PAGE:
- The Journal of Sir Walter Scott from the Original Manuscript at Abbotsford (Editor's Note) by Sir Walter Scott
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The Journal of Sir Walter Scott from the Original Manuscript at Abbotsford
Editor's Note

by Sir Walter Scott

[From May 25th to October 9th there are no dates in the Journal, but the entry beginning "I have been very ill" must have been made about the middle of September. "In the family circle," says Mr. Lockhart, "he seldom spoke of his illness at all, and when he did, it was always in a hopeful strain." "In private, to Laidlaw and myself, his language corresponded exactly with the tone of the Diary. He expressed his belief that the chances of recovery were few—very few—but always added that he considered it his duty to exert what faculties remained to him for the sake of his creditors to the very last.—'I am very anxious,' he repeatedly said to me, 'to be done one way or other with this Count Robert, and a little story about the Castle Dangerous—which also I had long in my head—but after that I will attempt nothing more, at least not until I have finished all the notes for the Novels,'" etc.

On the 18th July he set out in company with Mr. Lockhart to visit Douglas Castle, St. Bride's Church and its neighbourhood, for the purpose of verifying the scenery of Castle Dangerous, then partly printed, returning on the 20th.

He finished that book and Count Robert before the end of August.

In September, Mr. Lockhart, then staying at Chiefswood, and proposing to make a run into Lanarkshire for a day or two, mentioned overnight at Abbotsford that he intended to take his second son, then a boy of five or six years of age, and Sir Walter's namesake, with him on the stage-coach.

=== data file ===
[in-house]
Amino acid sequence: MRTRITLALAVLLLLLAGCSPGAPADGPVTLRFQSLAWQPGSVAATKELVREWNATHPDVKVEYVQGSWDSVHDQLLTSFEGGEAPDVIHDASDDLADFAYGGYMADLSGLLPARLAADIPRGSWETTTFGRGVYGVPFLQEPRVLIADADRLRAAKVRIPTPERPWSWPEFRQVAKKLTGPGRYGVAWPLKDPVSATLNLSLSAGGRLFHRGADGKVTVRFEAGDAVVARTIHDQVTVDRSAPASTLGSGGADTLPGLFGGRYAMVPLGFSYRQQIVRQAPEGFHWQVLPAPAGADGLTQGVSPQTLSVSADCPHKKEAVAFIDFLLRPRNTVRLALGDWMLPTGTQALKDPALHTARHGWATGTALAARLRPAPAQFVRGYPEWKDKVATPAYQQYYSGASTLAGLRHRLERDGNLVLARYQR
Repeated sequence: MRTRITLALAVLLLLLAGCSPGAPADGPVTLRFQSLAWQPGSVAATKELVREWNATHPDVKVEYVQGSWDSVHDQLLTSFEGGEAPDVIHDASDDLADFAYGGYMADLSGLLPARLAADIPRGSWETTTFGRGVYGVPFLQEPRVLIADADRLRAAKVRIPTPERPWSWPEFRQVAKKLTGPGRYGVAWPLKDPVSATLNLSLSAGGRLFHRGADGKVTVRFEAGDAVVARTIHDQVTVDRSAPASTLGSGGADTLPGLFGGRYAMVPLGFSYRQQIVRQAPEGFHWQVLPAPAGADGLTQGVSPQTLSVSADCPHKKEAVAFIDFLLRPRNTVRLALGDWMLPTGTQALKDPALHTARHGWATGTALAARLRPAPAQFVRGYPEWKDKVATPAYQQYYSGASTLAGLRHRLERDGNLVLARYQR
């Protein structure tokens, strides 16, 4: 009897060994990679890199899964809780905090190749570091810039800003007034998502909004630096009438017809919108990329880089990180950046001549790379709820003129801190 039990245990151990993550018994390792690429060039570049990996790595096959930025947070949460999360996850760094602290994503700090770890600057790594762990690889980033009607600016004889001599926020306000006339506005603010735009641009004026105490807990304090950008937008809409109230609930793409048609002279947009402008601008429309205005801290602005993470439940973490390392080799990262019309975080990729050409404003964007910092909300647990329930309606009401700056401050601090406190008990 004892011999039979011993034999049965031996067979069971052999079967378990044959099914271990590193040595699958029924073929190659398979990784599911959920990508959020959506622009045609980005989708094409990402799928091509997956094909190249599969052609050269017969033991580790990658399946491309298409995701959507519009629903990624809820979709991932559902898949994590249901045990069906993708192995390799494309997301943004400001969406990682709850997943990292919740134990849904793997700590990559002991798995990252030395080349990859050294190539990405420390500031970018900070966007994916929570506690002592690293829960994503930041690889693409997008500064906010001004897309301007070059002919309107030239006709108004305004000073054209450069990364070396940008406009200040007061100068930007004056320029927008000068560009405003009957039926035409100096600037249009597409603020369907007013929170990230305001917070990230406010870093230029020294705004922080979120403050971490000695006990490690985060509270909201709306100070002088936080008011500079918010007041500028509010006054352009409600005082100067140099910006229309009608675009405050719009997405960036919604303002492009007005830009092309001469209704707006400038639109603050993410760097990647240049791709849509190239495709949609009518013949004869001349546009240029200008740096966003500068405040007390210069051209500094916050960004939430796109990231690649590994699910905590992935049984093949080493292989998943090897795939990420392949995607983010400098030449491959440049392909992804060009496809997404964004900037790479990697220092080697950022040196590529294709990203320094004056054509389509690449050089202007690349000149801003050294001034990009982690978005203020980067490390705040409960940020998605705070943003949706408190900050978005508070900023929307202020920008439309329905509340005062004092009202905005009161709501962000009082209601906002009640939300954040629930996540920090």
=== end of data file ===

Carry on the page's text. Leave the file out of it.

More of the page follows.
Next morning the following affectionate billet was put into his hands:—

To J.G. LOCKHART, Esq., Chiefswood.

"DEAR DON, or Doctor Giovanni,

"Can you really be thinking of taking Wa-Wa by the coach—and I think you said outside? Think of Johnny, and be careful of this little man. Are you par hazard something in the state of the poor capitaine des dragons that comes in singing:—
'Comment? Parbleu! Qu'en pensez vous,
Bon gentilhomme, et pas un sous'?

"If so, remember 'Richard's himself again,' and make free use of the enclosed cheque on Cadell for £50. He will give you the ready as you pass through, and you can pay when I ask.

"Put horses to your carriage, and go hidalgo fashion. We shall all have good days yet.
'And those sad days you deign to spend
With me I shall requite them all;
Sir Eustace for his friends shall send
And thank their love in Grayling Hall!' >[462]
"W.S." [463]
[462] See Crabbe's Sir Eustace Grey.

[463] Life, vol. x. pp. 100-1.
On the 15th September he tells the Duke of Buccleuch, "I am going to try whether the air of Naples will make an old fellow of sixty young again."

On the 17th the old splendour of the house was revived. Col. Glencairn Burns, son of the poet, then in Scotland, came
"To stir with joy the towers of Abbotsford."

The neighbours were assembled, and, having his son to help him, Sir Walter did the honours of the table once more as of yore.

On the 19th the poet Wordsworth arrived, and left on the 22d.

On the 20th, Mrs. Lockhart set out for London to prepare for her father's reception there, and on the 23d Sir Walter left Abbotsford for London, where he arrived on the 28th. [464]]
[464] See Life, vol. x. pp. 76-106.

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